OAS Ambassador Says Planned Meeting In Washington Is ‘Dangerous’

A group of ambassadors to the Organization of American States, a multilateral body for the Western Hemisphere, is objecting to a decision to move forward with a long-scheduled meeting in Washington on Friday to elect its secretary general, arguing that the session will contradict health recommendations issued by the White House to slow the spread of the novel coronavirus.

Several nations are officially requesting a postponement of the meeting at the OAS’s Washington headquarters because many of the delegates are over 65 and have preexisting health conditions.

“To proceed with this meeting in circumstances where the president of the United States has said that no gatherings should be larger than 10 people and the CDC has warned against anything over 50 people is extremely dangerous, reckless and irresponsible,” said Ambassador Ronald Sanders of Antigua and Barbuda.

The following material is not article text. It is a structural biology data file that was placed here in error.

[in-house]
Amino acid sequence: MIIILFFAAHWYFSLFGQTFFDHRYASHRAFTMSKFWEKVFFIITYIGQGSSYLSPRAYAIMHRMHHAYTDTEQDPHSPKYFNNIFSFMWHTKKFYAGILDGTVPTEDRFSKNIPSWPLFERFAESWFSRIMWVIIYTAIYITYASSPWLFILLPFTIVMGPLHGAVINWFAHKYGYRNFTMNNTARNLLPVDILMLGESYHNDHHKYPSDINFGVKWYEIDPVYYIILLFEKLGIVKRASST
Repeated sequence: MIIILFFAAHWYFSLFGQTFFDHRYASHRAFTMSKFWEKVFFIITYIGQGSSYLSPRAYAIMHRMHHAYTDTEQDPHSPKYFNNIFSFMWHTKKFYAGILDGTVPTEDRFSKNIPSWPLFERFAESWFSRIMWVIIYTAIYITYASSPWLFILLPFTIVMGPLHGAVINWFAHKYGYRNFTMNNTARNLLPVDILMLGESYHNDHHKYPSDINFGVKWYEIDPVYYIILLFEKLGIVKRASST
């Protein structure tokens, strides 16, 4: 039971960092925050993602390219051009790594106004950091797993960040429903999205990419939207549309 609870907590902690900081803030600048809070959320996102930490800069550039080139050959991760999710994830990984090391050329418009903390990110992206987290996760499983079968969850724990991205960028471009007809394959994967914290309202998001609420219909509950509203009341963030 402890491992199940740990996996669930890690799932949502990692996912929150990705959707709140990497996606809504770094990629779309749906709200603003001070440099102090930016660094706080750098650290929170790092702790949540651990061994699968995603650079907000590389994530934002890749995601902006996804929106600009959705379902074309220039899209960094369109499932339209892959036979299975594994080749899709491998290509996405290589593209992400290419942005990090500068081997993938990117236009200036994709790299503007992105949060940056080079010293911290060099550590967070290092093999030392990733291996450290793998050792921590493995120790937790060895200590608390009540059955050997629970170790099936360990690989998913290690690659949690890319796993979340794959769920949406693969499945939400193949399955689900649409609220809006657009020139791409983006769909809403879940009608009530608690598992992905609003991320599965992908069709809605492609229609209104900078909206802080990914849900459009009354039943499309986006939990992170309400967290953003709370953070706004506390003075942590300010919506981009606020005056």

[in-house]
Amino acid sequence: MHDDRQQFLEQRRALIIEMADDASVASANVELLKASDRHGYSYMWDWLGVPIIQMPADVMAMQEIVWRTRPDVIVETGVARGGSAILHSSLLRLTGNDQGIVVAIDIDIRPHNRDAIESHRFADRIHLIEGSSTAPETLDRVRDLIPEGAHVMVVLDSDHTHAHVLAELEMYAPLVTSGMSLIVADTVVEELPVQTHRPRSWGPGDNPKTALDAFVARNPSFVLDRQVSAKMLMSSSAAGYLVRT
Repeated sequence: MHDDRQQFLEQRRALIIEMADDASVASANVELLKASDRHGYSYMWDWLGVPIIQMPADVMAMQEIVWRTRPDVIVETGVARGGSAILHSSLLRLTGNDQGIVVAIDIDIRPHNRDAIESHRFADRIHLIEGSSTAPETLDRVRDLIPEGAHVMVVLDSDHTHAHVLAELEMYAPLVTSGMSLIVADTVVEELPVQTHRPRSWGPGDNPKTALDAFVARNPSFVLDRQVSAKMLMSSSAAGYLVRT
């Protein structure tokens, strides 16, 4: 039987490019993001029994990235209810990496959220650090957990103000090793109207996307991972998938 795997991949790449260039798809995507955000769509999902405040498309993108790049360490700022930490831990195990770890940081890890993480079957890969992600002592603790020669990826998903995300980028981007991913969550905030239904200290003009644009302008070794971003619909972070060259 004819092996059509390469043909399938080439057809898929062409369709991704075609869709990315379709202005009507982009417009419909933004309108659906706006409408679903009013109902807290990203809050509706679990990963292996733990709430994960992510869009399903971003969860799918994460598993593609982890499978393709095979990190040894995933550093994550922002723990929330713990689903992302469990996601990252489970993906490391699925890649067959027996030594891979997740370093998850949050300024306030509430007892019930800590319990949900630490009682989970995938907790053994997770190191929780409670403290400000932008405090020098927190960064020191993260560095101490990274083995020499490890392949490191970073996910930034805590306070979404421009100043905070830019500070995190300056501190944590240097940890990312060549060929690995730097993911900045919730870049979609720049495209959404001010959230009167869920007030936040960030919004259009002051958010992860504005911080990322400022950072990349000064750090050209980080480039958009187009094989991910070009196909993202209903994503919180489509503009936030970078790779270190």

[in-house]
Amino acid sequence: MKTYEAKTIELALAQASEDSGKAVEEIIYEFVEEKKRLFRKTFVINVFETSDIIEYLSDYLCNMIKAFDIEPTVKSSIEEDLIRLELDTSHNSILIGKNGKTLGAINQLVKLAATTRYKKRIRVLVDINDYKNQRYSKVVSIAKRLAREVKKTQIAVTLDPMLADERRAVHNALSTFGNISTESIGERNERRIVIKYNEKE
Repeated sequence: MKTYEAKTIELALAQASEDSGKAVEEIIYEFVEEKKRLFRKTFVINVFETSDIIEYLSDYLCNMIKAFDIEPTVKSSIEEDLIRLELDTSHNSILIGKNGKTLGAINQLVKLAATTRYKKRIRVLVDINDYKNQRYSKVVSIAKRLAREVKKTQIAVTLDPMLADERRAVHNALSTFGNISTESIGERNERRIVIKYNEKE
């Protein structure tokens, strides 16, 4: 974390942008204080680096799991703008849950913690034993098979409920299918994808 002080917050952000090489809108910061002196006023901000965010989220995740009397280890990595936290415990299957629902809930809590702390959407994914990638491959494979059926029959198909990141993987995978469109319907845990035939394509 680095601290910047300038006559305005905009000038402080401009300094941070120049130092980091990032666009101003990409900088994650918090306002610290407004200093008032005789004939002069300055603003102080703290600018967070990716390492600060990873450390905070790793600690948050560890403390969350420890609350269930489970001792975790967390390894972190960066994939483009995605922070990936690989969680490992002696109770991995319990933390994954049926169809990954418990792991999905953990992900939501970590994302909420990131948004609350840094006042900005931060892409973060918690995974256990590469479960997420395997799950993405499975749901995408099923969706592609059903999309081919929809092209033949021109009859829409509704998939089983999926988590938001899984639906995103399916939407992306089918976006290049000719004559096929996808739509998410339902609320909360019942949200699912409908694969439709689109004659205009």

On Tuesday, Gonzalo Espariz, the OAS spokesman, initially said the session would be limited to about 100 people — which would have violated recommendations from the Centers for Disease Control and Prevention. He later clarified that attendance will be kept to under 50 people to follow guidelines and said the OAS would require delegates to observe social distancing.

The White House on Monday said that meetings should be limited to 10 people.

Any vote delay, Espariz said, must be enacted by the member states. Representatives from the member states discussed a delay on Monday, he said, but had not come to agreement on changing the date.

Josué Fiallo, OAS ambassador from the Dominican Republic, described that call as simply “informative,” with no vote taken, and called for the OAS to find a way to delay the vote.

“After listening to President Trump yesterday, we think we should follow the most recent guidelines for social distancing and avoid gatherings,” Fiallo said.


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